My student Founding Fathers and Mothers also debate questions of economic justice. The struggle between debtors and lenders raged in the 1780s. A Revolutionary War captain, Daniel Shays, with more than a thousand farmers in western Massachusetts, shut the courts to prevent the poor—many of whom were former soldiers—from being jailed for their debts. Shays’ Rebellion cast a long shadow over the constitutional proceedings in Philadelphia the following year. My students consider whether states should allow farmers to pay debts in kind, with produce, to ease their financial burdens.
Again the alliance of the poor—enslaved people, farmers, and workers—usually prevails, and students search through the actual document to find what the men of 1787 decided. A seemingly innocuous phrase in Article I provides the answer. “No state shall pass any law impairing the obligation of contracts.” In other words, no payment in kind would be tolerated. Nor would states be allowed to issue paper currency to ease farmers’ plight.
Instead of regarding Shays’ Rebellion as an expression of grassroots democracy and a rejection of exploitation and unjust authority, The Americans asserts—without evidence—that the protest “caused panic and dismay throughout the nation.” Corporate textbook publishers seem eager to indoctrinate students with a message “compliance is good, rebellion is bad.”
As students compare the actual Constitution with their classroom-generated Constitution, they realize that the framers took sides. But why these particular sides? Inevitably, most students want to learn who wrote the Constitution and which social groups they represented.
This is another thorny question sidestepped by the textbooks. United States History tells students that the Constitution was written by “some of the most famous and important men in America,” but skims over their economic status. In contrast, I ask my students to look at where the writers lived, and what they did for a living.
Nearly 40 percent of the Framers—including, of course, George Washington and James Madison—enslaved other human beings. Many were wealthy lawyers, others successful merchants. Not a single “famous and important” leader was a common farmer or worker. All were white; all were male.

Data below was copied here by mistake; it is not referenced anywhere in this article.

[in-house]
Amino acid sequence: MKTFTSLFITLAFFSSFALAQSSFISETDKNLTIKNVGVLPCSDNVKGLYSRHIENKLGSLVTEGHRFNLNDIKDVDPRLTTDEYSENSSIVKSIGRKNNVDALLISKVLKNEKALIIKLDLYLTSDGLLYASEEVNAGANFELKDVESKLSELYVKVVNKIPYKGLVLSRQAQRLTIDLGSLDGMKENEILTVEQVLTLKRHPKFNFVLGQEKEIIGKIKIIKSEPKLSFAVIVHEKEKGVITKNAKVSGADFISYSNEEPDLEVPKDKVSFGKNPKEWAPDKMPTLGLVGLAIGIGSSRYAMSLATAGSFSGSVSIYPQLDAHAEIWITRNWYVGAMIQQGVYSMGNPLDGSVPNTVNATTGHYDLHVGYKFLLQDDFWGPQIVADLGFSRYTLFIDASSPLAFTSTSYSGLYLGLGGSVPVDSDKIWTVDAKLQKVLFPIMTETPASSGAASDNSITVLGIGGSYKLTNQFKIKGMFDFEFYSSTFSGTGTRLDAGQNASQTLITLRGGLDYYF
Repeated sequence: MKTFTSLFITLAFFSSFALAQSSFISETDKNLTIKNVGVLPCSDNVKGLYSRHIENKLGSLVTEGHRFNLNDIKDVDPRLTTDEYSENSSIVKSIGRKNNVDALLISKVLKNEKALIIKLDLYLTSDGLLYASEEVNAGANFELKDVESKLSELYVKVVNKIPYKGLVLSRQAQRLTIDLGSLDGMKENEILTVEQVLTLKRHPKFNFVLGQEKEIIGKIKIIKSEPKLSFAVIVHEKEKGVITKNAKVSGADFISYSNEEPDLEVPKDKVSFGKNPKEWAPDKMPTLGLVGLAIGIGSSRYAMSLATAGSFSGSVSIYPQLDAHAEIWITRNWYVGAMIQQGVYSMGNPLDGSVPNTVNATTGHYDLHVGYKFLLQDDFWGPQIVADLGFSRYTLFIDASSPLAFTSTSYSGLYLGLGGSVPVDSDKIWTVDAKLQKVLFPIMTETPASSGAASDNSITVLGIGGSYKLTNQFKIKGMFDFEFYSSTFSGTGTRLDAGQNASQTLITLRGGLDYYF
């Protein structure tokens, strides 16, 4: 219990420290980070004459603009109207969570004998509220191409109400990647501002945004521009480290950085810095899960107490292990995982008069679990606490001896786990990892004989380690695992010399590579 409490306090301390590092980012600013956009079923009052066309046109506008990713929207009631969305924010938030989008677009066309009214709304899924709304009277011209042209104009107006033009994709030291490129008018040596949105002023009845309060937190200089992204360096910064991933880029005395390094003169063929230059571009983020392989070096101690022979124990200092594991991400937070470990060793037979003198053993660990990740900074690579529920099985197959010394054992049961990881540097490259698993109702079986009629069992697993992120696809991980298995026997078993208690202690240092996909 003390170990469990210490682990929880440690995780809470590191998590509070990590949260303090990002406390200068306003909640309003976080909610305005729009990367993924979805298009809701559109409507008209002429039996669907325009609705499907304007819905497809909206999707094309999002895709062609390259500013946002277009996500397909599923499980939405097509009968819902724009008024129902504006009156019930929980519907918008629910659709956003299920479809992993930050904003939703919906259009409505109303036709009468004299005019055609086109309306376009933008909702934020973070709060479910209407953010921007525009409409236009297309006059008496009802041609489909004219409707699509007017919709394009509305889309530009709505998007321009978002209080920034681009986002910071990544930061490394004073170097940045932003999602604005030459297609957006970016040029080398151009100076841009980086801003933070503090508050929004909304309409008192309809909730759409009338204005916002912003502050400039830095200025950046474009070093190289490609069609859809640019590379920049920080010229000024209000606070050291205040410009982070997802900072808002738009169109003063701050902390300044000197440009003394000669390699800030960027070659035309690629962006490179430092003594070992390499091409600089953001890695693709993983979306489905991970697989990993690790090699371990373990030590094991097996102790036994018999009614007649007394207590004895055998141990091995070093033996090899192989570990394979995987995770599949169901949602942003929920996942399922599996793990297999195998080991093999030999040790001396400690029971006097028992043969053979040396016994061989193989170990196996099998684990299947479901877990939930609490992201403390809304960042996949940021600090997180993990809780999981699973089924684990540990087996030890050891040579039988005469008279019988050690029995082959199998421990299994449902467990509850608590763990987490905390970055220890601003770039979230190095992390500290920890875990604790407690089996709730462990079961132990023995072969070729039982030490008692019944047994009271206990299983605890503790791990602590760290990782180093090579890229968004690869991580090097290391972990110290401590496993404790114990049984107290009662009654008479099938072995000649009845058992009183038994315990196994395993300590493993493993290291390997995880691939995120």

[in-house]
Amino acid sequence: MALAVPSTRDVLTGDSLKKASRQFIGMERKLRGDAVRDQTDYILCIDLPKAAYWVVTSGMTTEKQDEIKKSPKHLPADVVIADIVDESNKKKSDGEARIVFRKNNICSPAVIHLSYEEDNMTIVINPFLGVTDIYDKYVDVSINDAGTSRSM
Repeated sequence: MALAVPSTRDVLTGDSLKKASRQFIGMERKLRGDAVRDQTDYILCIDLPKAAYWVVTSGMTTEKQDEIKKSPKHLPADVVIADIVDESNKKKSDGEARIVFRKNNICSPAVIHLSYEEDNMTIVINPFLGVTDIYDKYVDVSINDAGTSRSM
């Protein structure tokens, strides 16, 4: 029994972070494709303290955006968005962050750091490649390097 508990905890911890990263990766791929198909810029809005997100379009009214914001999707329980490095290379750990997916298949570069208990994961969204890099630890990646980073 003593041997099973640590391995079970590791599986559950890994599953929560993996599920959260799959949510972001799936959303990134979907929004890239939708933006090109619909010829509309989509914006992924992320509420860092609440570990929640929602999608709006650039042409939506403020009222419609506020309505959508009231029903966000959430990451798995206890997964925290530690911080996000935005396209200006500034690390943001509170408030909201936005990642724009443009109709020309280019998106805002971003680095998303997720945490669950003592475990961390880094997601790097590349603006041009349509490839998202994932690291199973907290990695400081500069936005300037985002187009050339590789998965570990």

Asking students to think critically about the Constitution is not a demand for them to come to any particular conclusion about the Constitution and those who drafted it. Rather, treating the Constitution as a product of social conflict and written by partisans in that conflict, implicitly gives students permission to become thinkers. No longer intimidated by the document’s holy status, they can analyze and draw their own conclusions. And part of the analysis that our students need to do today is to ask of any social policy: Who benefits? Educators can introduce race and class as key categories of inquiry—an exploration that is essential if young people are to think clearly about everything from climate change to health care.
Today, we need young people who can look at the world from multiple perspectives—especially from the perspectives of those who may not be well served by our society’s arrangements of wealth and power. On this Constitution Day, let’s encourage schools to teach outside the textbook as part of a broader curriculum of critical thinking.
Bill Bigelow is curriculum editor of Rethinking Schools magazine and co-director of the Zinn Education Project. Fuller descriptions of the activities mentioned here can be found at www.zinnedproject.org. Parts of this article first appeared in The Oregonian.
Read more in the series If We Knew Our History.